Places Discussed (Cyclopedia of Literary Places)
*Brooklyn. New York City borough in whose Crown Heights neighborhood Asher Lev and his family live. Asher’s home is a small, two-bedroom apartment not far from Brooklyn Parkway and a collection of Jewish establishments. A block and a half from this home stands the three-story, Gothic-style building in which his father, Reb Aryeh Lev, works for the Ladover headquarters of his Hasidic community. From this place the Rebbe, or spiritual leader of the community, sends Reb Aryeh Lev on journeys across the country and to Europe.
The Jewish community in which Asher grows up is populated with a jewelry shop owned by Asher’s Uncle Yitzchok Lev, Reb Yudel Krinsky’s stationery store where Asher buys art supplies and learns about persecution of the Jews in Russia, a yeshiva where Asher attends school, and a synagogue where the family worships. This part of Brooklyn is filled with the people whom Asher first learns to draw and admire. In this place his talents begin to emerge, and he feels his future is tied to this community. When given the opportunity to travel to Vienna with his parents, ten-year-old Asher fights to stay in Brooklyn, where he knows the parks and people.
While his father is away, Asher’s mother takes him to the Parkway Museum for the first time. There, he learns about painting and also encounters scenes depicting the crucifixion of Christ. Although Asher is cautioned by his father against looking at...
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My Name Is Asher Lev is less conventional in technique than Potok's two preceding novels. The first-person narrator, Asher Lev, rather than giving a straightforward account of events, uses as a starting point the furor over his painting, "The Brooklyn Crucifixion." As he defends the painting, the details of his background and experience are progressively revealed. The painting itself serves as a symbol, not only of Asher's art, but also of the conflict within his family (it depicts his mother's agony) and between his Jewish heritage and the Western tradition of art. That the painting is a crucifixion raises disturbing questions about anti-Semitism, conflict between Christians and Jews, and the tension between artistic conventions and religious imperatives.
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My Name Is Asher Lev is a novel of initiation and is particularly influenced by James Joyce's A Portrait of the Artist as a Young Man (1916). Both deal with the growing up of a young man with artistic gifts and interests, and both also deal with the young artist's conflicts with his family, community, and religion. In both, the result of such conflicts is a separation or exile that becomes part of the artist's growth.
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The Gift of Asher Lev portrays Asher in the aftermath of his exile from the Ladover Hasidic community. Since then he has married Devorah and fathered two children: Rocheleh and Avrumel. Against a montage of significant minor characters, the book focuses on Asher, now a prominent and respected (though often hated) artist. At the novel's beginning, Asher acknowledges that his critics may be right in stating that his art tends to repeat itself. And even as these critiques are being published, Asher's life begins to imitate his art. He sees himself in his own cycle, retreading ground he thought he had left.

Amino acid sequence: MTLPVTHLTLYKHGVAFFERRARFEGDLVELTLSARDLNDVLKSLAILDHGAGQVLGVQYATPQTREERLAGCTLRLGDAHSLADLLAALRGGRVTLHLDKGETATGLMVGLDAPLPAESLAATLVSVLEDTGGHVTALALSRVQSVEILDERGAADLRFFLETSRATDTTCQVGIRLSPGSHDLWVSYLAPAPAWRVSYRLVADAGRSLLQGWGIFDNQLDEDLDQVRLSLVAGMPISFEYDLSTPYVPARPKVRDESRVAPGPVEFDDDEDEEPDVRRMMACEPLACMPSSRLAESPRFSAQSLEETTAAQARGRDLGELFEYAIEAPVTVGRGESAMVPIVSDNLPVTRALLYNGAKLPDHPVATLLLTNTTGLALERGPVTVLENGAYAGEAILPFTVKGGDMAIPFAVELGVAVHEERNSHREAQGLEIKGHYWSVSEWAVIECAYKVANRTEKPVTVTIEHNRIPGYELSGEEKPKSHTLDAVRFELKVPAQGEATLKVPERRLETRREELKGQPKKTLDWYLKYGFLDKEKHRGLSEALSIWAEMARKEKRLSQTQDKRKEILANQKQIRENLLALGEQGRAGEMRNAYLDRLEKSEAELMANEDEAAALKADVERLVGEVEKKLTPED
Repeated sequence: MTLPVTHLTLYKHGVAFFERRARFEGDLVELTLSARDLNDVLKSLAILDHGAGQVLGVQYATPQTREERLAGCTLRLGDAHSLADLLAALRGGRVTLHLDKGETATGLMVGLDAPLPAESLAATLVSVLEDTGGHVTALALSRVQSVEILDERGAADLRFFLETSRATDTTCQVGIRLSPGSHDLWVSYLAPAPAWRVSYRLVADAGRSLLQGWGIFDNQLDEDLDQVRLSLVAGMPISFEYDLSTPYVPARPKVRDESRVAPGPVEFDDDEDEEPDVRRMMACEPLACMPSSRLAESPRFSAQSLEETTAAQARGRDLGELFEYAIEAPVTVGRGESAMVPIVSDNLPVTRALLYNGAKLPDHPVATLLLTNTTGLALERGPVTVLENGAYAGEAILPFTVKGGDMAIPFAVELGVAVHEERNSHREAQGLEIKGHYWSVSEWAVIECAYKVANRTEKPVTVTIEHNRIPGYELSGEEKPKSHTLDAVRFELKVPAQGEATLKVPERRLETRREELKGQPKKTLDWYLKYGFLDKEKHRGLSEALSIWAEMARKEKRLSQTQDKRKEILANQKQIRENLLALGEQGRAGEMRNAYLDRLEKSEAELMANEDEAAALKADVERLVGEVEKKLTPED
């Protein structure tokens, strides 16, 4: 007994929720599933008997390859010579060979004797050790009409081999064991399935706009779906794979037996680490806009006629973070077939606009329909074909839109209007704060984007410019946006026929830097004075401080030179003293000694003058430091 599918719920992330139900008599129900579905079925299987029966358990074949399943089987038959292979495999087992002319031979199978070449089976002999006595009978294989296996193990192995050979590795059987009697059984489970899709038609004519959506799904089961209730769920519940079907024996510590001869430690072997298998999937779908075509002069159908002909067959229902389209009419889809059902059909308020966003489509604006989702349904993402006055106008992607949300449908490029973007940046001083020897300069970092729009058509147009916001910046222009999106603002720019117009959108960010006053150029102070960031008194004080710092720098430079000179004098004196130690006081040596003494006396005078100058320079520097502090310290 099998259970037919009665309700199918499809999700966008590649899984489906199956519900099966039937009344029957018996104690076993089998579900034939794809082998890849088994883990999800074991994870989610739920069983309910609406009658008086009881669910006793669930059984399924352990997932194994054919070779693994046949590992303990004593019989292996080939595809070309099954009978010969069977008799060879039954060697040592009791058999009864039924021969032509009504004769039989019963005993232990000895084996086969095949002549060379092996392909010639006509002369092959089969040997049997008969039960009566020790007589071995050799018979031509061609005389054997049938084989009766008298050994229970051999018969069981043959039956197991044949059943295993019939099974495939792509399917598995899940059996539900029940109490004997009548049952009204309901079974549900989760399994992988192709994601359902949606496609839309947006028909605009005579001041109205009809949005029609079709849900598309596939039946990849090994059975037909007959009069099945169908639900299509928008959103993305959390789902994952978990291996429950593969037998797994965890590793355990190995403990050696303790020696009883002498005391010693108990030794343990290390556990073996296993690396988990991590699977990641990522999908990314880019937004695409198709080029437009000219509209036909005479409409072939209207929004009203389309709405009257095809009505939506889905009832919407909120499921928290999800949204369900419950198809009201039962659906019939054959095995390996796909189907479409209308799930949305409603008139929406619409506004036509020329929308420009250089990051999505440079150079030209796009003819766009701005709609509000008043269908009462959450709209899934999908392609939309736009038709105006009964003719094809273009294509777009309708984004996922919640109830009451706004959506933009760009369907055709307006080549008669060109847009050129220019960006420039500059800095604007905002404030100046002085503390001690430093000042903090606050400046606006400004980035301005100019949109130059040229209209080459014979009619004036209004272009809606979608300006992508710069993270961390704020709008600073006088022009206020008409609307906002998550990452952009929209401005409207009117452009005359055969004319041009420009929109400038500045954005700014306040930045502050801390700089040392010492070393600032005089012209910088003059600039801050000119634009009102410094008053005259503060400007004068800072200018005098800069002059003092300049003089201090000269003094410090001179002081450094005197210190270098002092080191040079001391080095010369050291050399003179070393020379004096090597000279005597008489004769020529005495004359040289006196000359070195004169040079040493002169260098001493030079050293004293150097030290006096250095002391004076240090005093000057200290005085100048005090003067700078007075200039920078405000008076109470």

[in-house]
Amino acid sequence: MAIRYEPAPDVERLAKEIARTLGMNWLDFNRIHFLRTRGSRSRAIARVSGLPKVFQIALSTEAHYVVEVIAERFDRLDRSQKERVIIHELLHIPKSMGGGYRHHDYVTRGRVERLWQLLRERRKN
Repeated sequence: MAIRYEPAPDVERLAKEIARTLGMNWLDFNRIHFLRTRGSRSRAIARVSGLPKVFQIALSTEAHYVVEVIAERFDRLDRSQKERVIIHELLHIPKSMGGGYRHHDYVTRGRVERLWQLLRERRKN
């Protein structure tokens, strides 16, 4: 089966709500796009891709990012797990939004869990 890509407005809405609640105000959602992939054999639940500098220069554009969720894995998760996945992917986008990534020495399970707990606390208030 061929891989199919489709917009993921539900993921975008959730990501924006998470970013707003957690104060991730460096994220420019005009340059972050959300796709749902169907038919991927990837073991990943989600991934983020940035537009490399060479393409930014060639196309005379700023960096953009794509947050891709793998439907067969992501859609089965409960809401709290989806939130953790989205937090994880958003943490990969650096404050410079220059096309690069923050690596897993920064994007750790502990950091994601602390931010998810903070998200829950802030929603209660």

When he returns to Brooklyn from France for his uncle's funeral, he is persuaded to remain for two months, during which time he learns that his uncle has willed him a priceless art collection (which creates great family dissension) and that Asher's parents and the revered Rebbe want young Avrumel to prepare to succeed the Rebbe. These revelations force Asher Lev to examine his conflicting loyalties and to find some balance between his duties to art and to family. Through what he learns as the cycle of his life unfolds — a cycle that ultimately will replace him with his son — he returns to his art with renewed strength, renewed pain, and renewed anger — all of which revive and refocus his talent and give his work tremendous power.
Like several of Potok's other novels. The Gift of Asher Lev deals with a Jew's place in the...
(The entire section is 514 words.)
Bibliography (Cyclopedia of Literary Characters, Revised Third Edition)
Abramson, Edward A. Chaim Potok. Boston: Twayne, 1986. Chapter four is devoted entirely to My Name Is Asher Lev and includes sections on “Judaism and the Visual Arts,” “The Individual and the Community,” “Ancestors and Fathers,” and “Artistic and Stylistic Development.” Also of interest are the book’s first and last chapters entitled “From Rabbi to Writer” and “The Writer Arrived.” Abramson includes a six-page selected bibliography.
Kremer, S. Lillian. “Dedalus in Brooklyn: Influences of A Portrait of the Artist as a Young Man on My Name Is Asher Lev.” Studies in Jewish American Literature 4 (1985): 26-38. Finds “the mark of James Joyce indelibly stamped on the third and fourth novels of Chaim Potok,” particularly in the use of “monologue, stream of consciousness techniques, and epiphany.”
Pinsker, Sanford. “The Crucifixion of Chaim Potok/The Excommunication of Asher Lev: Art and the Hasidic World.” Studies in Jewish American Literature 4 (1985): 39-51. Calls the novel a Kunstlerroman, a novel of an artist’s education, and views Asher Lev’s departure at the novel’s end as “a kind of exile, a kind of excommunication.”
Sgan, Arnold D. “The Chosen, The Promise, and My Name Is Asher Lev.” The...
(The entire section is 306 words.)